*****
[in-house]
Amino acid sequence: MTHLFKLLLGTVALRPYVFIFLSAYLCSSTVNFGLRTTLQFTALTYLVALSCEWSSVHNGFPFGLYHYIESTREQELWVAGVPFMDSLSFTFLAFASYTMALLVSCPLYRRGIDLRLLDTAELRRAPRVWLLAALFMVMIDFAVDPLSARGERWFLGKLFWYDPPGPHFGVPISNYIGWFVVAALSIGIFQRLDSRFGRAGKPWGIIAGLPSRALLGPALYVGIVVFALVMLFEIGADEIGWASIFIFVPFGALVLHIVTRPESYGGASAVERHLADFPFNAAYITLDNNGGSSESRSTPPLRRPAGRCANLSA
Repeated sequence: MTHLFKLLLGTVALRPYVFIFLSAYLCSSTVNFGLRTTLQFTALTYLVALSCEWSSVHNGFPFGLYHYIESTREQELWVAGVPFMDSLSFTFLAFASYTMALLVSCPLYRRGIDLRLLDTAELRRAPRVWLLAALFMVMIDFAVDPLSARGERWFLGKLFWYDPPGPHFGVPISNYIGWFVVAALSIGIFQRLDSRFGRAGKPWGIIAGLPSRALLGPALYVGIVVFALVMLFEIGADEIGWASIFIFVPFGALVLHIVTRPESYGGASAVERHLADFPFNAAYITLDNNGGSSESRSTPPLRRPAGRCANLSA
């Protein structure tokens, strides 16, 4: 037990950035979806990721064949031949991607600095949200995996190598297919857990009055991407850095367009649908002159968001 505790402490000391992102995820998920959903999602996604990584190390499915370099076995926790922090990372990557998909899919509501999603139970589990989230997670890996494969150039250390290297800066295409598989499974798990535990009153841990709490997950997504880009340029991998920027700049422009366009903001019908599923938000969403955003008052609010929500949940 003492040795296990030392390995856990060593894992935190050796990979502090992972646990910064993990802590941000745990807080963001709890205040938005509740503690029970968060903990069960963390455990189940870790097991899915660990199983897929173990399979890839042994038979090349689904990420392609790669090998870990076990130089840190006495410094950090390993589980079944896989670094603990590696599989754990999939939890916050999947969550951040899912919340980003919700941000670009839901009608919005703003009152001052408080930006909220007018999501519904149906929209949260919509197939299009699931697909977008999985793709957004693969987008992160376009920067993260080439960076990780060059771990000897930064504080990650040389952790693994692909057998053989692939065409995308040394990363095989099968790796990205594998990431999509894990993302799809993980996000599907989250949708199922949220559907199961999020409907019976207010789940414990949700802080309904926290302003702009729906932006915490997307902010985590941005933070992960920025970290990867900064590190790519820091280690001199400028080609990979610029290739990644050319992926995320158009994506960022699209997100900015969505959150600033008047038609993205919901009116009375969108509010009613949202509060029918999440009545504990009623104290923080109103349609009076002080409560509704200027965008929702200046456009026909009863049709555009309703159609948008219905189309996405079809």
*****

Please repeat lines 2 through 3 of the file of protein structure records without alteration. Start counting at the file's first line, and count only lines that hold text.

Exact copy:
Amino acid sequence: MTHLFKLLLGTVALRPYVFIFLSAYLCSSTVNFGLRTTLQFTALTYLVALSCEWSSVHNGFPFGLYHYIESTREQELWVAGVPFMDSLSFTFLAFASYTMALLVSCPLYRRGIDLRLLDTAELRRAPRVWLLAALFMVMIDFAVDPLSARGERWFLGKLFWYDPPGPHFGVPISNYIGWFVVAALSIGIFQRLDSRFGRAGKPWGIIAGLPSRALLGPALYVGIVVFALVMLFEIGADEIGWASIFIFVPFGALVLHIVTRPESYGGASAVERHLADFPFNAAYITLDNNGGSSESRSTPPLRRPAGRCANLSA
Repeated sequence: MTHLFKLLLGTVALRPYVFIFLSAYLCSSTVNFGLRTTLQFTALTYLVALSCEWSSVHNGFPFGLYHYIESTREQELWVAGVPFMDSLSFTFLAFASYTMALLVSCPLYRRGIDLRLLDTAELRRAPRVWLLAALFMVMIDFAVDPLSARGERWFLGKLFWYDPPGPHFGVPISNYIGWFVVAALSIGIFQRLDSRFGRAGKPWGIIAGLPSRALLGPALYVGIVVFALVMLFEIGADEIGWASIFIFVPFGALVLHIVTRPESYGGASAVERHLADFPFNAAYITLDNNGGSSESRSTPPLRRPAGRCANLSA